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Where popular protest art goes mainstream, The Times of India. Dated, 19th December, 2016

When Sofia Ashraf rapped `Kodai kanal Won’t’ in 2015, Chennai woke up and took notice.The music video, which addresses mercury pollution in Kodaikanal from Unilever’s thermometer factory, became a viral hit overnight. Today the video has more than 38 lakh hits on YouTube and has taken protest art mainstream.

Ashraf is just one of many artists, hosted by media brand PutChutney and Blush.

“Both India and the US today have become very polarised. There are people taking to social media in large numbers with radical views. They troll, they hate, they drown and debate. We are trying to counter that with our brand.We want a more plural culture, alternate viewpoints and healthy debates,” said Venkat Prasad, co-founder, Culture Machine.

Started in June 2013 by Sameer Pitalwalla, an ex-Disney executive, and Venkat Prasad, who was earlier with YouTube -Culture Machine now has diverse verticals.With clips and long-format programming in music, plays, satire, comedy, news and lifestyle, Culture Machines’ brand get more than 700 million clicks a month.

Prasad, who has had stints with Google, Yahoo and Intuit, worked for many years in creative content and digital marketing before deciding to venture out on his own.”When I met with Sameer, we clicked. He had the same passion for digital that I did. I came back to India to start Culture Machine with him,” said Prasad.

Sameer Pitalwalla also felt the need for better digital content in India. “We wanted to showcase new artists. Bring fresh thoughts, better music and hip-stuff to the table,” said Pitalwalla.

Within a few months, videos produced by Culture Ma chines started going viral.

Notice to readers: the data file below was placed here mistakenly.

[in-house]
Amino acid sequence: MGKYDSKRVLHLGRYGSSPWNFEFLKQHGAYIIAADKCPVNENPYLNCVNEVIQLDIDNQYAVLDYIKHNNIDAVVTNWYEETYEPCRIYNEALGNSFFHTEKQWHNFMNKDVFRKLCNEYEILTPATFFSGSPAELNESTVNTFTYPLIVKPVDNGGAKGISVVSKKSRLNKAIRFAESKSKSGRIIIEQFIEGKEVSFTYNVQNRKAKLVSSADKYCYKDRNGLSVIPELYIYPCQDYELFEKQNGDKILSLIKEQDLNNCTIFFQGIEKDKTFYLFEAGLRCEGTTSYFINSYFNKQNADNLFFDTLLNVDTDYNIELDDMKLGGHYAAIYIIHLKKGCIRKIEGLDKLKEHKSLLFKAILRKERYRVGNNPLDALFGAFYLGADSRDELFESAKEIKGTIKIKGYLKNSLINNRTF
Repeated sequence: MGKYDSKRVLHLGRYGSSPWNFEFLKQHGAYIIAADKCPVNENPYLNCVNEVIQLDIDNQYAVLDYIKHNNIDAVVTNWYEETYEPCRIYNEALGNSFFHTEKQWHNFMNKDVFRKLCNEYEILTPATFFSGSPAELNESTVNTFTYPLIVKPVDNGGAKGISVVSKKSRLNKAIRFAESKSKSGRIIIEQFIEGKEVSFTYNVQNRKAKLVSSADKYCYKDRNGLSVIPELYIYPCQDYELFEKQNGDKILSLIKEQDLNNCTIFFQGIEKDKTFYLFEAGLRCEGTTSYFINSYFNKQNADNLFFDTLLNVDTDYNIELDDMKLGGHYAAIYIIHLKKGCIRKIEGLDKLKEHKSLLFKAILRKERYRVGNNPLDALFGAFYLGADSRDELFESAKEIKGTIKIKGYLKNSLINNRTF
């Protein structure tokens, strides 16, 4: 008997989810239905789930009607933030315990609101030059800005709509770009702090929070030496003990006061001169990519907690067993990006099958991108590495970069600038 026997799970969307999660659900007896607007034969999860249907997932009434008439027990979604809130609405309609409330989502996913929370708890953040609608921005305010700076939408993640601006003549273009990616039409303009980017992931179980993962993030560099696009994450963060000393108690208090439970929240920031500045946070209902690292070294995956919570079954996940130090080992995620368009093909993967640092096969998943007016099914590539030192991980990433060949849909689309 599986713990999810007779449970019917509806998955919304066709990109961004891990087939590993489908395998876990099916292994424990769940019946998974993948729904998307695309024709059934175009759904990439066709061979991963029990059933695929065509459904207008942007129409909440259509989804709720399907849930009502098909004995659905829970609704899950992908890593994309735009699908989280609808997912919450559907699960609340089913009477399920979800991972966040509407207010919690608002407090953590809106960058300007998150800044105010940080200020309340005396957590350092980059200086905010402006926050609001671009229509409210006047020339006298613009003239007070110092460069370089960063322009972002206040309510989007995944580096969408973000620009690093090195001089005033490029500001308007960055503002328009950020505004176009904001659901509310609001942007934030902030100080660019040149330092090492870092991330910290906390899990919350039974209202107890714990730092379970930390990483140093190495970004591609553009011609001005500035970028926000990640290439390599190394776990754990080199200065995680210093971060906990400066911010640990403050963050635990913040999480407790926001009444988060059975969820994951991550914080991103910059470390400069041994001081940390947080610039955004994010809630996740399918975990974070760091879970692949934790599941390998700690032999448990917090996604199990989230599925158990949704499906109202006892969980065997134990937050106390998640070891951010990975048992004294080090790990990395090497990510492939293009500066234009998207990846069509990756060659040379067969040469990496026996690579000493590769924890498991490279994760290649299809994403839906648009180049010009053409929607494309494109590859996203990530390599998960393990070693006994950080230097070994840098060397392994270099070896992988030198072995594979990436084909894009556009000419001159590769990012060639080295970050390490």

In 2014, the startup got its series A funding of $3.5 mil lion from Singapore-based venture capital fund Zodius Capital. The next year, the company raised $18 million in its second round of fund ing, from Tiger Global, Zodius Capital and Times Internet.

A lover of Bharathiar po ems, Kambaramayanam, Athichuvadi, Thirukurral, Prasad said he always wanted the company to be a melting pot of different cultures.

“My love for classic litera ture was fostered by my great aunt Lakshmirajam. A kalaimamani award winner, Lakshmirajam was a classi cal dancer who went on to star in more than 60 movies with heroes like MGR, Chandra Babu,” said Prasad.

Culture Machine also hopes to bring to India what Trevor Noah’s Daily Show brings to American critique of Trump politics. “We strongly believe the media should be independent. That is why we had songs, plays, satirical works on issues like Cauvery, women’s rights,” said Prasad. Adding that they were even threatened with personal violence, arrest many times.

With extreme voices having stronger sway on social media, Culture machine hopes to ensure that more rational voices are head.

“Sometimes our own team members don’t have the same views. When the NOTA debate started with Tamil Nadu elections, some of us had opposite stands.
And our song “En Vote Unakillai” captures that,” said artist Sofia Ashraf in an earlier interview with TOI. “Sometimes it just about respecting a different view point.”
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